For a plaintiff to succeed on a Section 1983 claim, they must show the government actor acted under the color of law. When a state official acts with the apparent authority of the state, they act under color of law. In simpler terms, this means the government official must have committed the violation while in their official capacity.  So, for example, a fully uniformed officer making an arrest or a jail guard restraining a prisoner act under the color of state law. A state official can break the law or violate official policy and still maintain the appearance of state action.

In fact, off-duty state officials can act under the color of law if they give the impression they were acting in their official capacity (I.e. off-duty police officers). But working for the state does not automatically mean that a person acts under the color of law. For example, the United States Supreme Court has ruled public defenders cannot be said to act under the color of law because their role is to fight the state’s prosecution. On the other hand, private individuals who are not state employees can act under the color of law if they are in cahoots with government officials to violate a person’s civil rights.

The California state counterpart to a Section 1983 lawsuit is the Tom Bane Civil Rights Act. Unlike Section 1983, a civil rights lawsuit brought under the Bane Act allows a person to bring a civil rights action a government official “whether or not acting under color of law.”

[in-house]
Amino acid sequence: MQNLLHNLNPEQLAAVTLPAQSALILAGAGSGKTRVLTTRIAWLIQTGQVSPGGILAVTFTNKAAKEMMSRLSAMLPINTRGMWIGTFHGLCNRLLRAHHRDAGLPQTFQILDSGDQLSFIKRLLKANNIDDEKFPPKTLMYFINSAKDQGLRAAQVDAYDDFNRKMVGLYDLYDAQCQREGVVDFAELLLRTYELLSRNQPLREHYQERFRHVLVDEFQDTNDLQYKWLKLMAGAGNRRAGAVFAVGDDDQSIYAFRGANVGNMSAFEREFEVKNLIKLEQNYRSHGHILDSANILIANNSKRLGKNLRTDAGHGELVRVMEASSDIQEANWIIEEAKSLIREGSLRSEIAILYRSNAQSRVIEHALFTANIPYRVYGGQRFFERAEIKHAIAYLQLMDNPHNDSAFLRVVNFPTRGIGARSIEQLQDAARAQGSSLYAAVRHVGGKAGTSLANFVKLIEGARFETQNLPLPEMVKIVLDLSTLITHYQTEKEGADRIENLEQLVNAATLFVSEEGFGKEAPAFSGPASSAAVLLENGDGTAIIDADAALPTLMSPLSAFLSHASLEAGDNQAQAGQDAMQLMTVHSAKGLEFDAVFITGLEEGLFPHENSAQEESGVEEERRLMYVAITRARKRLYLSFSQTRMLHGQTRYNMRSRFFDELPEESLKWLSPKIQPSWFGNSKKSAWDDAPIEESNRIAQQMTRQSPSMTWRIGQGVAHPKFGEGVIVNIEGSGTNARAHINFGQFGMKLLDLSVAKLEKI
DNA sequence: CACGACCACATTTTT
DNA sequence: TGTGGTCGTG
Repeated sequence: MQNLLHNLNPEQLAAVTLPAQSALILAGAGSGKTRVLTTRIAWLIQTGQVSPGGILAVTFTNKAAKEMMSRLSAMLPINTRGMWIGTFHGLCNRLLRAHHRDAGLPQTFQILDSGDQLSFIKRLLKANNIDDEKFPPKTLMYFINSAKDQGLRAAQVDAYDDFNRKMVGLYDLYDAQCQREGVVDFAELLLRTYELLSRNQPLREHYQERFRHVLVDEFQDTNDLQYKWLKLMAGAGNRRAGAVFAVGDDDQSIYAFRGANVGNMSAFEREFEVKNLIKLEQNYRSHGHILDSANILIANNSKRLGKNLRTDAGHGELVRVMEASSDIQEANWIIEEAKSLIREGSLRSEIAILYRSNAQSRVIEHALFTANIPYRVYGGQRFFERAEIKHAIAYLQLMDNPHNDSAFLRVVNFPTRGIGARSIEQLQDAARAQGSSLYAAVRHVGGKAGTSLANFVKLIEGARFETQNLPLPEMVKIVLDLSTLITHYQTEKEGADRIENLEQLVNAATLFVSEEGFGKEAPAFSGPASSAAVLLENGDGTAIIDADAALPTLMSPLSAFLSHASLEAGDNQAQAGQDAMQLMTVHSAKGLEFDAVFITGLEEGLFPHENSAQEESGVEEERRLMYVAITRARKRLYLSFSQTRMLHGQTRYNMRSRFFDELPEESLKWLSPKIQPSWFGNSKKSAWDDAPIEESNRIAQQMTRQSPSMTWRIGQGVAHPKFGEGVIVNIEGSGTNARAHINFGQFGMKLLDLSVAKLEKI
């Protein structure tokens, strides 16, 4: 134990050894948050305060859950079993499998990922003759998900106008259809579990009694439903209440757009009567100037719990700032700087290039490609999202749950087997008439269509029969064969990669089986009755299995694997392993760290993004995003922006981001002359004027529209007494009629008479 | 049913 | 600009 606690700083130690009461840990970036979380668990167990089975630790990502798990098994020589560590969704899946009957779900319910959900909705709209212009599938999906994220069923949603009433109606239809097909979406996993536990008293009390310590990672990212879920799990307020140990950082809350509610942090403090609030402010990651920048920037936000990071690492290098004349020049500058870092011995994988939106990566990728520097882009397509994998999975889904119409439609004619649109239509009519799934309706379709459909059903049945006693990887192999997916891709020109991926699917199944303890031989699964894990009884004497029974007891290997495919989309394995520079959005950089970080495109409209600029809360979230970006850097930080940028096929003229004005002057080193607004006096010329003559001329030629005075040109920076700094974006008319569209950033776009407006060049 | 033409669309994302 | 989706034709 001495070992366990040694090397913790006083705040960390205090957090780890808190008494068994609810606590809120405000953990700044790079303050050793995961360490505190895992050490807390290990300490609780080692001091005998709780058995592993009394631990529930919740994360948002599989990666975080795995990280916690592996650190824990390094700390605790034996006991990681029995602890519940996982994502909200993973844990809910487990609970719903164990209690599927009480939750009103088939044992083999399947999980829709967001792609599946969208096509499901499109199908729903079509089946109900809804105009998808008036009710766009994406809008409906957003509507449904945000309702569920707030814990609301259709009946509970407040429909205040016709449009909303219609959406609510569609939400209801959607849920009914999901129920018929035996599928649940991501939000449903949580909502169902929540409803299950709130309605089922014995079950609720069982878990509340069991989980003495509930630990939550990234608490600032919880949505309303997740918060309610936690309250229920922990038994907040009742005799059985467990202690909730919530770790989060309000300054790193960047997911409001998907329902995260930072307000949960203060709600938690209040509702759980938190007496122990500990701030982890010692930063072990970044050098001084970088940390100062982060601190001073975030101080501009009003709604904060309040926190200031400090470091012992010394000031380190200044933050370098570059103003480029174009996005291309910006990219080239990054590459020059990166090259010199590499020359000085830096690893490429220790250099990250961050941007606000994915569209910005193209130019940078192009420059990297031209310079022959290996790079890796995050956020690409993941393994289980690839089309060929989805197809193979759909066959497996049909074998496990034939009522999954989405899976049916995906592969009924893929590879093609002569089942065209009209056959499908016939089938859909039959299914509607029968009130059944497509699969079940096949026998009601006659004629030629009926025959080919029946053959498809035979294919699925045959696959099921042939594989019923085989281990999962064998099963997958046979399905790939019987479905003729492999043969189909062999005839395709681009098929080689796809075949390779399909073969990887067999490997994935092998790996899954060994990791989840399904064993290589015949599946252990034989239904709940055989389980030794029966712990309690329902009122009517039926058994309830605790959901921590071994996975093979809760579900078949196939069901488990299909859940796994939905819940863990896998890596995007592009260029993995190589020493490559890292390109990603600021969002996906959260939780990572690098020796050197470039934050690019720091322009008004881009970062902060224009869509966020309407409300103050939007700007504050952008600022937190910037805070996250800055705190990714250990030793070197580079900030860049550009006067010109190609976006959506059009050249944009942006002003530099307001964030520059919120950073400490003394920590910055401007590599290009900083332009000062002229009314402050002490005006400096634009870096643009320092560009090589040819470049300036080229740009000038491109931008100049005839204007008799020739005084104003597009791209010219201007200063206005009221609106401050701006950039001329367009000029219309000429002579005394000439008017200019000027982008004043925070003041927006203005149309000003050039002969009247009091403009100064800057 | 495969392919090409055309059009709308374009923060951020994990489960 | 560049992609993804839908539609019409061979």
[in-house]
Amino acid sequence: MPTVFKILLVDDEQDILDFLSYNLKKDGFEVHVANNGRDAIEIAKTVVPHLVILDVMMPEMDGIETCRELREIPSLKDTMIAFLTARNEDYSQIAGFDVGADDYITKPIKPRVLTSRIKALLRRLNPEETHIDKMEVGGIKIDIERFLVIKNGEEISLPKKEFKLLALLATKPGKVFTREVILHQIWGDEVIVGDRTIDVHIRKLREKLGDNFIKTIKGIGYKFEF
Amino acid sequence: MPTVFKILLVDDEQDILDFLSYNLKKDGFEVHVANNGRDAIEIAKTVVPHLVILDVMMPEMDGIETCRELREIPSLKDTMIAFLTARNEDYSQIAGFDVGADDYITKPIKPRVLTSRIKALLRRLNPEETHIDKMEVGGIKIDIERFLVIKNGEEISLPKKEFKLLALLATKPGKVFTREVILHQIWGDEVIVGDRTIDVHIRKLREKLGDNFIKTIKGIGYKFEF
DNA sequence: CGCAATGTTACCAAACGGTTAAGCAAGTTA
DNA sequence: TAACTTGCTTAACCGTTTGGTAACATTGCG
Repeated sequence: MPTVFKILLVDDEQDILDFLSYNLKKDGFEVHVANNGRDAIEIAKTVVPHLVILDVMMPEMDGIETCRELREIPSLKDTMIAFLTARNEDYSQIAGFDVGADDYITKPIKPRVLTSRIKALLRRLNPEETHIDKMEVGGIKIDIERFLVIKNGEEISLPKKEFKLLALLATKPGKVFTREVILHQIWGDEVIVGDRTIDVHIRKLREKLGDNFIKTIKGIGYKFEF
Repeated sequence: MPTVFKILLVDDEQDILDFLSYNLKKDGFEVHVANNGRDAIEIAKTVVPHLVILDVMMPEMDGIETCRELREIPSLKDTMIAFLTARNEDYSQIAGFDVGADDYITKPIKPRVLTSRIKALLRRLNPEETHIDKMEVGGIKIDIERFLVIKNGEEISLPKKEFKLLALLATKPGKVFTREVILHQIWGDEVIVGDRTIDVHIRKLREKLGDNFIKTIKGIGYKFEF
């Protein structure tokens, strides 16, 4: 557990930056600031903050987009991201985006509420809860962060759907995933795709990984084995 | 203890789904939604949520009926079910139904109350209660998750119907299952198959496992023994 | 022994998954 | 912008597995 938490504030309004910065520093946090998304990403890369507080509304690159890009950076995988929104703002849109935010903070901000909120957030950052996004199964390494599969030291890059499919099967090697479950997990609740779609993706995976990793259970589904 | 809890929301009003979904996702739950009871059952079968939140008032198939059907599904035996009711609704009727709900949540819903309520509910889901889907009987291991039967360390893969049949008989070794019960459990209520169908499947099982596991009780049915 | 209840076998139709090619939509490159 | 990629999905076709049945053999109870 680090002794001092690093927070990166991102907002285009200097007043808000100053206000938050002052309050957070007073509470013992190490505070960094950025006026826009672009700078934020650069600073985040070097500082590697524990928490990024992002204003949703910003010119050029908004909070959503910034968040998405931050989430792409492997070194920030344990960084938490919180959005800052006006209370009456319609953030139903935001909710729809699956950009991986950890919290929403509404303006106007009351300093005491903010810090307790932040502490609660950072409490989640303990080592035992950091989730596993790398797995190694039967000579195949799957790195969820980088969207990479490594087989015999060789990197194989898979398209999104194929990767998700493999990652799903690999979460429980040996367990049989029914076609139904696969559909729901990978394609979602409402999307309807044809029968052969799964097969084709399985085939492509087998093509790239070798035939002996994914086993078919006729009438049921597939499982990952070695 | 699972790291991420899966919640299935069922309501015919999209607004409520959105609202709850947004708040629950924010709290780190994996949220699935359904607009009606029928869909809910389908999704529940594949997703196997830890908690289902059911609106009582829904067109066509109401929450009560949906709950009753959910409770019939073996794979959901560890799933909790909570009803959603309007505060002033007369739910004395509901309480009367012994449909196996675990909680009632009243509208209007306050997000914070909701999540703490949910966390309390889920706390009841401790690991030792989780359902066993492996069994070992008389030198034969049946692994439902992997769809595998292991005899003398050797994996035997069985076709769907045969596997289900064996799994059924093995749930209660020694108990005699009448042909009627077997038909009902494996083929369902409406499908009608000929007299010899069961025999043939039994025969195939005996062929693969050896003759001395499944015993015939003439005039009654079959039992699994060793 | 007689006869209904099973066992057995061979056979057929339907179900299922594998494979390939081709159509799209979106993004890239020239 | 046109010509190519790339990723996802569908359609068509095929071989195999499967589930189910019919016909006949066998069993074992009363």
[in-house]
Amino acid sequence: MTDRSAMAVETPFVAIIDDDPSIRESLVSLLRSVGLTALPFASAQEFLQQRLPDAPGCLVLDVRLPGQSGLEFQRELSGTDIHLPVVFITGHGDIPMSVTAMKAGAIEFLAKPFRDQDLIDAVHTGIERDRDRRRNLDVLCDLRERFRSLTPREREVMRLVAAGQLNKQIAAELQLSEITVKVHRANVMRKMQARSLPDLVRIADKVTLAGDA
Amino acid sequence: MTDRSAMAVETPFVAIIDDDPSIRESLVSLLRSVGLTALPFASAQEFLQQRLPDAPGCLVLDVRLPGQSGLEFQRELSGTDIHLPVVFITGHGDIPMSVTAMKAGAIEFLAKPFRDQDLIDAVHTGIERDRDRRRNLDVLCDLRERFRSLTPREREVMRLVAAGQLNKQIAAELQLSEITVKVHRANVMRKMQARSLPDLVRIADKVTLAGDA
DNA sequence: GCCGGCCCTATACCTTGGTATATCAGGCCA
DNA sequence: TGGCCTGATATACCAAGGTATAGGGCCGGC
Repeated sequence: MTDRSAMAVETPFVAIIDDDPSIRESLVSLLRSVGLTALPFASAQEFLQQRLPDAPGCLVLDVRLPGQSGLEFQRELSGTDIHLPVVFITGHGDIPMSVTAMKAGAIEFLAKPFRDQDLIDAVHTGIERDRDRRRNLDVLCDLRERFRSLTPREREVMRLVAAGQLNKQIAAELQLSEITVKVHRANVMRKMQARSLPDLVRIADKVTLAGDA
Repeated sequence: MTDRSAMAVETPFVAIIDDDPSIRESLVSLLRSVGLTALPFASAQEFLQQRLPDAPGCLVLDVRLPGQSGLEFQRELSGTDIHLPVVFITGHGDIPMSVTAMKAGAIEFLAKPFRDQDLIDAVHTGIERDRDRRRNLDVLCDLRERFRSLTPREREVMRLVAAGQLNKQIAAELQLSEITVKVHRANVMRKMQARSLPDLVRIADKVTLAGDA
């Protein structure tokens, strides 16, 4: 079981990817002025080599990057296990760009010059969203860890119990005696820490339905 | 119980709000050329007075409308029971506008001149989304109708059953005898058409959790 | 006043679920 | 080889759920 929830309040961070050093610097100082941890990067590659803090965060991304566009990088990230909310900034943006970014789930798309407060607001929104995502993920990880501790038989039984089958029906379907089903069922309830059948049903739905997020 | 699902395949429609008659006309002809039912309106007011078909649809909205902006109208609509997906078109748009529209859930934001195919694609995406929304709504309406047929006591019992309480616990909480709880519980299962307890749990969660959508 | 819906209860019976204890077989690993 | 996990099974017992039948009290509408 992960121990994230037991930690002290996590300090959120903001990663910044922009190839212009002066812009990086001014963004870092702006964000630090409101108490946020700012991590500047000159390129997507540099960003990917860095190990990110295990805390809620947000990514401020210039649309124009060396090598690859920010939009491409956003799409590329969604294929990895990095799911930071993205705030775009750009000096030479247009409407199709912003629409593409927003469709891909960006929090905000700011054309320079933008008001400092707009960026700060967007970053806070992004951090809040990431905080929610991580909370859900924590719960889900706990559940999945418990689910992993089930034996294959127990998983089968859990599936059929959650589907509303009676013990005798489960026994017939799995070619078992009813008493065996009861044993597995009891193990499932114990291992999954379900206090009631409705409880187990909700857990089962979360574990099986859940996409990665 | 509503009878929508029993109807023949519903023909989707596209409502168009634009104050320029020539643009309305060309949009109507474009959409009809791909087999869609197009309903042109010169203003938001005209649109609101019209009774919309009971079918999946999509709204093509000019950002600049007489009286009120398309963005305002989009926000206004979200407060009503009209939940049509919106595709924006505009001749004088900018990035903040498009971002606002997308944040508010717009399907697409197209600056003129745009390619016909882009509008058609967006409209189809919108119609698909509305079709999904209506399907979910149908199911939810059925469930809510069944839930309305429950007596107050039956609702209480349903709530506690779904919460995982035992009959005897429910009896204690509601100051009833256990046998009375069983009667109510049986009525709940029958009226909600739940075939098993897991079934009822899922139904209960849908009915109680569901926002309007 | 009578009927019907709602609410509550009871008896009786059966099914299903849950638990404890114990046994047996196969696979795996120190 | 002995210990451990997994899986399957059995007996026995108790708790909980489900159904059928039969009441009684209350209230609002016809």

Who Can A Section 1983 Lawsuit Be Brought Against?

A Section 1983 lawsuit can only be brought against state and local officials acting under the color of law. A Section 1983 suit cannot be brought against a federal government official. A federal government official can only be sued under a Bivens claim. State and local government officials that could be subjected to Section 1983 include: 

      • Police officers
      • Prison wardens
      • Sheriff deputies
      • County sheriffs
      • Police chiefs
      • County or state prison guards
      • Probation/parole officers
      • Private citizens working with government officials, and
      • Other public officials